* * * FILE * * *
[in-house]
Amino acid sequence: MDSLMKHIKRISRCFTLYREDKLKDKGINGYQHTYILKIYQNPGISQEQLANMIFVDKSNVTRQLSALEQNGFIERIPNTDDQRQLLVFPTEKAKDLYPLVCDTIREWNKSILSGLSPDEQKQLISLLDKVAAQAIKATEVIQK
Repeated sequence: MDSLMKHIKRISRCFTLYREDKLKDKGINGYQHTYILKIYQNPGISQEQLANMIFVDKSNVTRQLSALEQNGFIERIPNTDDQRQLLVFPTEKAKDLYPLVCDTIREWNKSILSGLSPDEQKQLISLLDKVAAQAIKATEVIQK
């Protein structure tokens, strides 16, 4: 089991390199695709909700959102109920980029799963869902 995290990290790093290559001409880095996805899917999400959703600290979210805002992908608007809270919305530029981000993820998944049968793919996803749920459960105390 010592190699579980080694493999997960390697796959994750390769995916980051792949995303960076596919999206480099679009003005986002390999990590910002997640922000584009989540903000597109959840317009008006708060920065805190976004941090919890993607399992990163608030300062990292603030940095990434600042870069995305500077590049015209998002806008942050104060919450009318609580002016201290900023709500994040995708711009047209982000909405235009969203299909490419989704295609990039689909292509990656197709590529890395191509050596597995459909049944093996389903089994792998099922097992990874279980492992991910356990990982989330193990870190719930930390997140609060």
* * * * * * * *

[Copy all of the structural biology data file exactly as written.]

[in-house]
Amino acid sequence: MDSLMKHIKRISRCFTLYREDKLKDKGINGYQHTYILKIYQNPGISQEQLANMIFVDKSNVTRQLSALEQNGFIERIPNTDDQRQLLVFPTEKAKDLYPLVCDTIREWNKSILSGLSPDEQKQLISLLDKVAAQAIKATEVIQK
Repeated sequence: MDSLMKHIKRISRCFTLYREDKLKDKGINGYQHTYILKIYQNPGISQEQLANMIFVDKSNVTRQLSALEQNGFIERIPNTDDQRQLLVFPTEKAKDLYPLVCDTIREWNKSILSGLSPDEQKQLISLLDKVAAQAIKATEVIQK
């Protein structure tokens, strides 16, 4: 089991390199695709909700959102109920980029799963869902 995290990290790093290559001409880095996805899917999400959703600290979210805002992908608007809270919305530029981000993820998944049968793919996803749920459960105390 010592190699579980080694493999997960390697796959994750390769995916980051792949995303960076596919999206480099679009003005986002390999990590910002997640922000584009989540903000597109959840317009008006708060920065805190976004941090919890993607399992990163608030300062990292603030940095990434600042870069995305500077590049015209998002806008942050104060919450009318609580002016201290900023709500994040995708711009047209982000909405235009969203299909490419989704295609990039689909292509990656197709590529890395191509050596597995459909049944093996389903089994792998099922097992990874279980492992991910356990990982989330193990870190719930930390997140609060």